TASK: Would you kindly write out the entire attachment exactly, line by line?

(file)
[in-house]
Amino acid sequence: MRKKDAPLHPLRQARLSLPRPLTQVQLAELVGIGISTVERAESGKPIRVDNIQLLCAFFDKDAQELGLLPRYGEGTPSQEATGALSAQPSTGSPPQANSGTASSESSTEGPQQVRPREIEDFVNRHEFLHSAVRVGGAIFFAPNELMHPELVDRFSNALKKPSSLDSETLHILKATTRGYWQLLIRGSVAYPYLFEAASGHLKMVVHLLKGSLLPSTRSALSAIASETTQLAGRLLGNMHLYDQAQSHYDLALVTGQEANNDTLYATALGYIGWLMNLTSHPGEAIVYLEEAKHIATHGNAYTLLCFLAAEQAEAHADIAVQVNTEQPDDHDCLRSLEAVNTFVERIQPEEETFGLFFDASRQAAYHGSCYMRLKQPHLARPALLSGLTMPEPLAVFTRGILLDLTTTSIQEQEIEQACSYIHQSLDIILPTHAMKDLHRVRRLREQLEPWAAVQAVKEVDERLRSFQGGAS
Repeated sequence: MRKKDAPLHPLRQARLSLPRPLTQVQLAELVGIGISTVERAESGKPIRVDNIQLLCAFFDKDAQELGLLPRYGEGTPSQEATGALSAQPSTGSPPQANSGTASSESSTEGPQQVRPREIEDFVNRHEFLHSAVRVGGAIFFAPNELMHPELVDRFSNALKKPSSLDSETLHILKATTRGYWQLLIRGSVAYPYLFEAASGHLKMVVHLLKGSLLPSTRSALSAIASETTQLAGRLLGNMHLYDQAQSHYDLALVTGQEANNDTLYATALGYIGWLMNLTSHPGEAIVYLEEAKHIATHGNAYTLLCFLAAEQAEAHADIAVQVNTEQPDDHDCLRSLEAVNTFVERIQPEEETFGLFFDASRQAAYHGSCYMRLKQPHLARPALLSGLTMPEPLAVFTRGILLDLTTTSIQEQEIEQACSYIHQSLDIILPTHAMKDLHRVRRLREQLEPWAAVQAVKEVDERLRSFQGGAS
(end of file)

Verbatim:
[in-house]
Amino acid sequence: MRKKDAPLHPLRQARLSLPRPLTQVQLAELVGIGISTVERAESGKPIRVDNIQLLCAFFDKDAQELGLLPRYGEGTPSQEATGALSAQPSTGSPPQANSGTASSESSTEGPQQVRPREIEDFVNRHEFLHSAVRVGGAIFFAPNELMHPELVDRFSNALKKPSSLDSETLHILKATTRGYWQLLIRGSVAYPYLFEAASGHLKMVVHLLKGSLLPSTRSALSAIASETTQLAGRLLGNMHLYDQAQSHYDLALVTGQEANNDTLYATALGYIGWLMNLTSHPGEAIVYLEEAKHIATHGNAYTLLCFLAAEQAEAHADIAVQVNTEQPDDHDCLRSLEAVNTFVERIQPEEETFGLFFDASRQAAYHGSCYMRLKQPHLARPALLSGLTMPEPLAVFTRGILLDLTTTSIQEQEIEQACSYIHQSLDIILPTHAMKDLHRVRRLREQLEPWAAVQAVKEVDERLRSFQGGAS
Repeated sequence: MRKKDAPLHPLRQARLSLPRPLTQVQLAELVGIGISTVERAESGKPIRVDNIQLLCAFFDKDAQELGLLPRYGEGTPSQEATGALSAQPSTGSPPQANSGTASSESSTEGPQQVRPREIEDFVNRHEFLHSAVRVGGAIFFAPNELMHPELVDRFSNALKKPSSLDSETLHILKATTRGYWQLLIRGSVAYPYLFEAASGHLKMVVHLLKGSLLPSTRSALSAIASETTQLAGRLLGNMHLYDQAQSHYDLALVTGQEANNDTLYATALGYIGWLMNLTSHPGEAIVYLEEAKHIATHGNAYTLLCFLAAEQAEAHADIAVQVNTEQPDDHDCLRSLEAVNTFVERIQPEEETFGLFFDASRQAAYHGSCYMRLKQPHLARPALLSGLTMPEPLAVFTRGILLDLTTTSIQEQEIEQACSYIHQSLDIILPTHAMKDLHRVRRLREQLEPWAAVQAVKEVDERLRSFQGGAS